That white grid above is the clustered index of the dbo.Users table. In the Stack Overflow databases that I publish, the Id column is set up as the clustered primary key of the table.
This clustered index on Id *is* the table.
Look down the left side of the sheet: the rows are sorted by Id, and the sheet has all of the columns in the table. The clustered index IS the table, and these 8KB pages are the same whether they’re on disk or in memory.
Each database’s data files (MDF/NDF) are just a string of 8KB pages from start to finish. Some of the pages are used by SQL Server to save metadata about the database, but most of ’em are your indexes.
You can see how many pages a table contains by running a query against it like this:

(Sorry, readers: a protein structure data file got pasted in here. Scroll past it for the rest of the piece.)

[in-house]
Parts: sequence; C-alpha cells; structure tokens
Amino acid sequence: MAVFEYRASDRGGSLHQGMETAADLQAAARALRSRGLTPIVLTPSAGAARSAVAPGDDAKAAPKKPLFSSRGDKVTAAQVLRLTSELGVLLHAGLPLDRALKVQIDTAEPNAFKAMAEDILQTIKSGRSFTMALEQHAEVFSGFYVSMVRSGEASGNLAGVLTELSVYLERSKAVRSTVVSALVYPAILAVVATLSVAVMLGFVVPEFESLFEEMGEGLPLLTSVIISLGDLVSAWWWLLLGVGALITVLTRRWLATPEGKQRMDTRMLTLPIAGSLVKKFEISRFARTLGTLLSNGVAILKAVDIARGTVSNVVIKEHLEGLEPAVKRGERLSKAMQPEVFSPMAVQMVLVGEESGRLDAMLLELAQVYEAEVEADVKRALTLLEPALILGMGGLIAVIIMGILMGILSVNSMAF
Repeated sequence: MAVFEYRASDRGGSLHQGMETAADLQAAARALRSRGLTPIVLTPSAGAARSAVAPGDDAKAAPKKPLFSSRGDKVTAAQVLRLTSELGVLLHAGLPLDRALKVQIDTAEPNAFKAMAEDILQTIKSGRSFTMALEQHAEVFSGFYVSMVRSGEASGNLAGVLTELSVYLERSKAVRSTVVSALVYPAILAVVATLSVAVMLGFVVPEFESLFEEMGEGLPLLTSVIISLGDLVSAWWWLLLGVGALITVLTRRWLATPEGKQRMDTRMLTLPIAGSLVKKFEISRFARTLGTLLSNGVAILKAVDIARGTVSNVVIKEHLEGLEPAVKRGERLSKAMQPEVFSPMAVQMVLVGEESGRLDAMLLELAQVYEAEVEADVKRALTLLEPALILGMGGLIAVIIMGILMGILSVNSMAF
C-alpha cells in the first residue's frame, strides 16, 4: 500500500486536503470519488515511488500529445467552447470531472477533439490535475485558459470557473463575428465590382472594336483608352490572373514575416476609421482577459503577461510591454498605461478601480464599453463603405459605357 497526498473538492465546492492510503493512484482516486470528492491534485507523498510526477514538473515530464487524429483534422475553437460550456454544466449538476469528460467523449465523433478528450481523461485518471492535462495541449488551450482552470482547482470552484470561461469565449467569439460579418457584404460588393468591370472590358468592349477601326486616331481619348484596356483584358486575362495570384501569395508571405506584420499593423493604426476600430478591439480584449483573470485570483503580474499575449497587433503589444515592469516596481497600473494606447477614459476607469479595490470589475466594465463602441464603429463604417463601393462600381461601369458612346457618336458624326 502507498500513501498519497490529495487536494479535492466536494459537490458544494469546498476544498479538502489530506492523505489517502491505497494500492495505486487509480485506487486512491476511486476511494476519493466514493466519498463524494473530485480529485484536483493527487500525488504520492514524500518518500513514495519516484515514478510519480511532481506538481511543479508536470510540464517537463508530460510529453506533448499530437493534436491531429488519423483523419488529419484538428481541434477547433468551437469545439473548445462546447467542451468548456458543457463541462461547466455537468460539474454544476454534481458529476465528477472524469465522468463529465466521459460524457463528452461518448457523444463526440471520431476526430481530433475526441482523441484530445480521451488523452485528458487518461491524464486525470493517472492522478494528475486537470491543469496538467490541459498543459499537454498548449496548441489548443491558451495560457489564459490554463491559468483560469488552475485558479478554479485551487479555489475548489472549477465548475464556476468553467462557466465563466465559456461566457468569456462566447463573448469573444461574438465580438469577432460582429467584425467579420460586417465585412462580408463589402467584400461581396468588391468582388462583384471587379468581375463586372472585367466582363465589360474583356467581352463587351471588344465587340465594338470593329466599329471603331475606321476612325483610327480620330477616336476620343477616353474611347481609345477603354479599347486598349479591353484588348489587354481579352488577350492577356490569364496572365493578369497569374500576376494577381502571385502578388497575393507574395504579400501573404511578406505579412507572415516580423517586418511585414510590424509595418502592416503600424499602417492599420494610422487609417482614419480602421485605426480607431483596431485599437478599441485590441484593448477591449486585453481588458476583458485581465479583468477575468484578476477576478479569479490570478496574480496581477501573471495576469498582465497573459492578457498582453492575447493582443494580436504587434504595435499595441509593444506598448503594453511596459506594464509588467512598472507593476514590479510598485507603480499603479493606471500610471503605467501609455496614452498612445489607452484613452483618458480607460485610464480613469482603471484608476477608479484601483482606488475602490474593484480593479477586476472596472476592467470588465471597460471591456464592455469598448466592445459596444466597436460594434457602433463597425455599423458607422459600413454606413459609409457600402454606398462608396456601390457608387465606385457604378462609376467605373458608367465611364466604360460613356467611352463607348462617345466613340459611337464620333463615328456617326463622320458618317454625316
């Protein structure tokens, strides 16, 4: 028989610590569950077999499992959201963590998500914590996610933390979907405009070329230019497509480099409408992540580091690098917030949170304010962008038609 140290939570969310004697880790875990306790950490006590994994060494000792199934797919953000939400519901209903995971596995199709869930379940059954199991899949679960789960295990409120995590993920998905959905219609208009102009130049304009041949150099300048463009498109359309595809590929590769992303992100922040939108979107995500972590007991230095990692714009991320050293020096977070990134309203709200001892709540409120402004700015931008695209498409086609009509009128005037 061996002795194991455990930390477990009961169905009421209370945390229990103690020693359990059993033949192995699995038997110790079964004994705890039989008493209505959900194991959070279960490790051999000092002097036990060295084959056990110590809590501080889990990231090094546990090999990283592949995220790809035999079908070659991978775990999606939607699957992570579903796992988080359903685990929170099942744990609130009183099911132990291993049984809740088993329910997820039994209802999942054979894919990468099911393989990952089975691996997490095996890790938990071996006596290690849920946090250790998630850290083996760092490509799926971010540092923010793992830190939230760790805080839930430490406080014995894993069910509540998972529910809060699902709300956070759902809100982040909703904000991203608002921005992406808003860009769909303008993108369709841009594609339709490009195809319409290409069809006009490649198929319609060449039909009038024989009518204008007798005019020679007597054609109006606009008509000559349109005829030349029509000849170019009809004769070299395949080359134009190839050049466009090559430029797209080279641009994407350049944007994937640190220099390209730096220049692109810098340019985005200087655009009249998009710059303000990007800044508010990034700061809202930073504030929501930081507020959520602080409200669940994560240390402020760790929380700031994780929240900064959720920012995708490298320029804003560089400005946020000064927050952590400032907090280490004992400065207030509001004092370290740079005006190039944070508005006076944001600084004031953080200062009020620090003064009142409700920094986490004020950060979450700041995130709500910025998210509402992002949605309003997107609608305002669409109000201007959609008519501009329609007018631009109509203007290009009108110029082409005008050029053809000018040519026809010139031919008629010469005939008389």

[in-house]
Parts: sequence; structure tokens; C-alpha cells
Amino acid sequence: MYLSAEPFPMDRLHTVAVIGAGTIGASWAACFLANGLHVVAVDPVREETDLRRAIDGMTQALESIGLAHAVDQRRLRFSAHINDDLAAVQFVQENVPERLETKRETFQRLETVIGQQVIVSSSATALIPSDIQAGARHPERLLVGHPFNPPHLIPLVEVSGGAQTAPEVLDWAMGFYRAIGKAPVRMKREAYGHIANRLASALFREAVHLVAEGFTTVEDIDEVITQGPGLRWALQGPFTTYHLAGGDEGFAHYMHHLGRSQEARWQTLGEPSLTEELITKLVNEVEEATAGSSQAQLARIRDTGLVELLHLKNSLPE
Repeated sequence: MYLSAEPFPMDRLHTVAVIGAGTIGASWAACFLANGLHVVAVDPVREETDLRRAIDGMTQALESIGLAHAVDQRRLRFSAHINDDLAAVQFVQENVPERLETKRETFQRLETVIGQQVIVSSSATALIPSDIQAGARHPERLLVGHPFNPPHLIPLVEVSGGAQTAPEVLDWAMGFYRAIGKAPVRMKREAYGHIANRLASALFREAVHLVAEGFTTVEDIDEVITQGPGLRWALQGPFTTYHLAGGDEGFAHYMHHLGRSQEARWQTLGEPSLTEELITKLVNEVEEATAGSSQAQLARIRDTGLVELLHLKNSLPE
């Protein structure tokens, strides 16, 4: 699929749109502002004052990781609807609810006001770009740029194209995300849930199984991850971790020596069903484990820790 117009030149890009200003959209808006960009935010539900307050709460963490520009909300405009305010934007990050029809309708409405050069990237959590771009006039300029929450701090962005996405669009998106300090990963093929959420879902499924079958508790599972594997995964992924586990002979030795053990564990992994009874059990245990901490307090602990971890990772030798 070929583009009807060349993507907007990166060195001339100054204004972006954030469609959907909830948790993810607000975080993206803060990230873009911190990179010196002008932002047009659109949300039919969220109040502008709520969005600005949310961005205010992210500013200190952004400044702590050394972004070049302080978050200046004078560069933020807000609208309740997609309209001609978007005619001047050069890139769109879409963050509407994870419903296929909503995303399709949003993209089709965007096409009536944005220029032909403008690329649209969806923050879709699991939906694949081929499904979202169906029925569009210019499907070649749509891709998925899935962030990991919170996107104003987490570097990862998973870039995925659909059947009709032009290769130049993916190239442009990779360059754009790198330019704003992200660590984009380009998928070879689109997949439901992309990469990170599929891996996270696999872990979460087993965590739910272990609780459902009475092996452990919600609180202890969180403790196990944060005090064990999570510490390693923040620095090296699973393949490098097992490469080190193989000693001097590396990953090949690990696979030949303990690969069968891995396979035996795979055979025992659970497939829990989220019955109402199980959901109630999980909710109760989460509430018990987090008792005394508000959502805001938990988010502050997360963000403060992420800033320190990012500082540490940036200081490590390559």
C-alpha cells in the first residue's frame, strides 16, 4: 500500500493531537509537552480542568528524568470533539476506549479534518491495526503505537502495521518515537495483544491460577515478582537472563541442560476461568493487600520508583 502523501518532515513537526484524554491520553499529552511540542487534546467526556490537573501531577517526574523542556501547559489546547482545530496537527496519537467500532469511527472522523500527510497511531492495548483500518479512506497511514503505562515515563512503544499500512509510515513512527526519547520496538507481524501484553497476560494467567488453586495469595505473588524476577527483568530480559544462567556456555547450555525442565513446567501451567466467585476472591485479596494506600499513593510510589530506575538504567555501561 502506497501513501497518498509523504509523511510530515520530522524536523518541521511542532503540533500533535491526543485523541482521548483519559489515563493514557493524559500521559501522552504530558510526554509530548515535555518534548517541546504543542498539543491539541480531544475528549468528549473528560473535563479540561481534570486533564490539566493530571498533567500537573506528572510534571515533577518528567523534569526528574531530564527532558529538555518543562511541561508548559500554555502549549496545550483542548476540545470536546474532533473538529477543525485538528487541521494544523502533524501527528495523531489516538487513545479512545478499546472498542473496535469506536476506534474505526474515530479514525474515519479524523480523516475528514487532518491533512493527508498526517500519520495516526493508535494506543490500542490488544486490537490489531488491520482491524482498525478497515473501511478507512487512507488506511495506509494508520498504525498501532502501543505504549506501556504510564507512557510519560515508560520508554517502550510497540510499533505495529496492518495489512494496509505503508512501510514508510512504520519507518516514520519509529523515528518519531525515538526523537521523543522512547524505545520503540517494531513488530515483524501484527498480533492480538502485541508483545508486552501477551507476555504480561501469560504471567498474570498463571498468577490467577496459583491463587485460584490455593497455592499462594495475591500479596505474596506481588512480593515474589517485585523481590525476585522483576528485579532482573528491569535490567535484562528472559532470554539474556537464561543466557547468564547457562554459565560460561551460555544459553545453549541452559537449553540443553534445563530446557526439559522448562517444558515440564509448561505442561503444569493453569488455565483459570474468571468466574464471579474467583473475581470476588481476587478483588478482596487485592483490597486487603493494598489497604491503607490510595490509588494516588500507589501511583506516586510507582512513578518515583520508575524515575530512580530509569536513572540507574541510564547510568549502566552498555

SET STATISTICS IO ON;
SELECT Id FROM dbo.Users;
The first line there, SET STATISTICS IO ON, adds info in SQL Server Management Studio’s “Messages” tab that tell you the number of 8KB pages SQL Server had to read to execute your query:
The “logical reads 7405” means SQL Server read 7,405 8KB pages. Generally speaking, the less pages SQL Server has to read to execute your query, the faster your query will go.
7,405 pages is about 15 reams of paper.
You know those 500-page packs of paper that you put into the copier or the printer? (No? Do you remember copiers and printers? Honestly, me neither.) The Users table is one of the smallest tables in the Stack Overflow database export, but it’s still 15 of those packs.
As we work through demos in the upcoming posts, I want you to visualize a stack of 15 reams of paper over in the corner of your room. When I ask you to query the table, I want you to think about how you’d execute that as a human being facing data spread across 15 reams of paper. It’d be a hell of a lot of work, and you wouldn’t be so eager to go grab the first piece of paper to start work. You’d wanna build a really good plan before you go tackle that stack of paper.